Warner Mountains

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Warner Mountains
Warner Mountains, NE California.jpg
The Jess Valley and the Warner Mountains in northeastern California
Highest point
Peak Eagle Peak (California)
Elevation 9,892 ft (3,015 m)
Geography
Wpdms shdrlfi020l warner mountains.jpg
Warner Mountains in California and Oregon[1]
Country United States
States California and Oregon
Districts Modoc County, Lassen County and Lake County
Range coordinates 41°27′00″N 120°15′04″W / 41.4499°N 120.2511°W / 41.4499; -120.2511Coordinates: 41°27′00″N 120°15′04″W / 41.4499°N 120.2511°W / 41.4499; -120.2511
Topo map USGS Davis Creek

The Warner Mountains are an 85-mile (137 km)-long mountain range running north–south through northeastern California and extending into southern Oregon in the United States. The range lies within the northwestern corner of the Basin and Range Province, extending from the northeastern corner of Lassen County, California, through eastern Modoc County, California (east of Alturas), and northward into Lake County, Oregon (east of Lakeview).

The highest peak in the range is Eagle Peak with an elevation of 9,892 feet (3,015 m). The range is part of the Modoc National Forest in California and Fremont National Forest in Oregon. The southern portion of the range includes Eagle Peak, within the South Warner Wilderness.

Geography[edit]

The Warner Range is not part of the Sierra Nevada range or the Cascade Range, but part of the Great Basin Ranges. It is in the semi-arid, sparsely-populated northeastern corner of California and the south-central portion of Oregon. The range is a classic example of horst and graben (fault block) topography with pluvial (ephemeral) lakes occupying the graben basins.

The eastern escarpment of the range overlooks the Surprise Valley in California and Warner Valley in Oregon, enclosed basins that contain Upper Alkali Lake, Middle Alkali Lake, and Lower Alkali Lake along the California-Nevada border, and the Warner Lakes (Crump and Hart lakes) in Oregon. The western side of the range overlooks a ranching and farming region drained by the forks of the Pit River, a tributary of the Sacramento River. Goose Lake is a 28-mile (45 km) long closed-basin lake located in the Goose Lake Valley along the west side of the range, straddling the California–Oregon border.[2] Goose Lake drained into the Pit River only twice in recorded history: in 1868 and 1881. The lake dried up in 1926 and from 1929 to 34.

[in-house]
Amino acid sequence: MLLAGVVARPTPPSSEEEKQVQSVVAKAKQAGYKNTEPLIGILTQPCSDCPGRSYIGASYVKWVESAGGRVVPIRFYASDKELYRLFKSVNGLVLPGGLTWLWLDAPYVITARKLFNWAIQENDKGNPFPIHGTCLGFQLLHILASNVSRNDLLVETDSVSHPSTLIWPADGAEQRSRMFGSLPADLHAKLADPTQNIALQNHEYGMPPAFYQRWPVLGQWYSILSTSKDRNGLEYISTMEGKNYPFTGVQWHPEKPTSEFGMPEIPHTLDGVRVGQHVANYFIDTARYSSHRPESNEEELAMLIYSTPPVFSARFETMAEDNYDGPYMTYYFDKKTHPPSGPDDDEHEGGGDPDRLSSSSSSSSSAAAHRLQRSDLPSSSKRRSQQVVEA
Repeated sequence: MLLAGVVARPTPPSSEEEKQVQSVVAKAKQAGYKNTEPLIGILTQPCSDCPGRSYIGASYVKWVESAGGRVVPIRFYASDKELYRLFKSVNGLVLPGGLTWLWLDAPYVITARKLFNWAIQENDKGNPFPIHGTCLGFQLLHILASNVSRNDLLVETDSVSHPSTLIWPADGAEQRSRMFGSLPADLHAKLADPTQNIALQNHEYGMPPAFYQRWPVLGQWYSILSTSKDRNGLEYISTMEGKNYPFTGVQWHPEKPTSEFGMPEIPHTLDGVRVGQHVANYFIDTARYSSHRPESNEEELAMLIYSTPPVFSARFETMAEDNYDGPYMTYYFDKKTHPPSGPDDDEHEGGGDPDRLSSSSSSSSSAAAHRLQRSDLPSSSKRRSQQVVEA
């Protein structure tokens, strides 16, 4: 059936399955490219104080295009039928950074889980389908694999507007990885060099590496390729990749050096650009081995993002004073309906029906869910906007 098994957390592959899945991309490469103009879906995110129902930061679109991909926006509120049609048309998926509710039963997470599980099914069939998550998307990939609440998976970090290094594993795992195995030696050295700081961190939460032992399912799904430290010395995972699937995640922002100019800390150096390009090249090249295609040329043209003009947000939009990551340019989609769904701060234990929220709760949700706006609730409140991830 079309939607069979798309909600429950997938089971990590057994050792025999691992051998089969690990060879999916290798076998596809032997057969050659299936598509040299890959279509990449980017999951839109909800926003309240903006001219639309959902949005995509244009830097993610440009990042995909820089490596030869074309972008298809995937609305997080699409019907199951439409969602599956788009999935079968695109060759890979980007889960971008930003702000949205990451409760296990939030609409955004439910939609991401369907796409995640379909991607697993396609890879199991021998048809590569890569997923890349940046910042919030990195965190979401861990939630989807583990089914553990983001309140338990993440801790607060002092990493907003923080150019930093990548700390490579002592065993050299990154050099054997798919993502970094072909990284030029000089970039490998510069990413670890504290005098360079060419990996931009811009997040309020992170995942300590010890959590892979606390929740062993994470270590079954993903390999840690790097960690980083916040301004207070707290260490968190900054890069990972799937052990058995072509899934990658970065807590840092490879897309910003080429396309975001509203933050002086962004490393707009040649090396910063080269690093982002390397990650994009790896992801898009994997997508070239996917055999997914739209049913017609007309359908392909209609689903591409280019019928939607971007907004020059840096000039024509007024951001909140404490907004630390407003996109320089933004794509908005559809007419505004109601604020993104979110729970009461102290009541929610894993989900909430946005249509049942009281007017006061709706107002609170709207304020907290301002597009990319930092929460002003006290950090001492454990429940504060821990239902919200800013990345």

History[edit]

The Fandango Pass in the Warner Mountains was on the Lassen-Applegate Trail used by emigrants from 1846 to 1850 as an alternate route to the Willamette Valley in Oregon and the gold fields of California.[3] After reaching Goose Lake, the emigrant trains often split, with some continuing to the Willamette Valley and others continuing to the gold fields.

A gold-mining rush occurred in the Warner Mountains in 1912. A number of mines were developed briefly in what was known as the High Grade Mining District just adjacent to the Oregon border in Modoc County, California.[4]

Great quantities of lumber were removed from the Warner Mountains beginning as early as 1920. Ponderosa Pine logs were used to supply active sawmills and box factories at Lakeview, Oregon; Alturas, California and Willow Ranch, California. The sawmill and box factory at Willow Ranch near the Oregon-California border was a company town with a population over 1,000 during the 1930s and 1940s. The operation closed in 1958.

Namesake[edit]

The range was named after explorer Captain William Horace Warner, of the U.S. Army Corps of Topographical Engineers, who was killed in the range by Native Americans on September 26, 1849, while exploring a route for potential railroad crossings of the Sierra Nevada.[5] His remains were never found and his name appeared on maps of the range in 1866.

Camp Warner was established in the northern portion of the Warner Range in Oregon in 1867 by General George Crook to "pacify" the Indians.[6] The post was abandoned in 1874. Crook Peak, elevation 7,834 feet (2,388 m) in the Warner Range near Camp Warner, is named after Crook.

See also[edit]

References[edit]

  1. ^ "Warner Mountains". Geographic Names Information System, U.S. Geological Survey. Retrieved 2009-05-03. 
  2. ^ Atlas of Oregon Lakes, Oregon State University Press.
  3. ^ The Journal of the Modoc County Historical Society, Warner Mountain issue, 1991.
  4. ^ Hill, James. Some Mining Districts in Northeastern California and Northwestern Nevada, U.S. Geological Survey, Bulletin 594, 1915.
  5. ^ Barry, Patricia. In Search of Captain Warner, Maverick Publications, 1995.
  6. ^ Gilliss, Julia. So Far From Home: An Army Bride on the Western Frontier 1865-1869, Oregon Historical Society, 1993.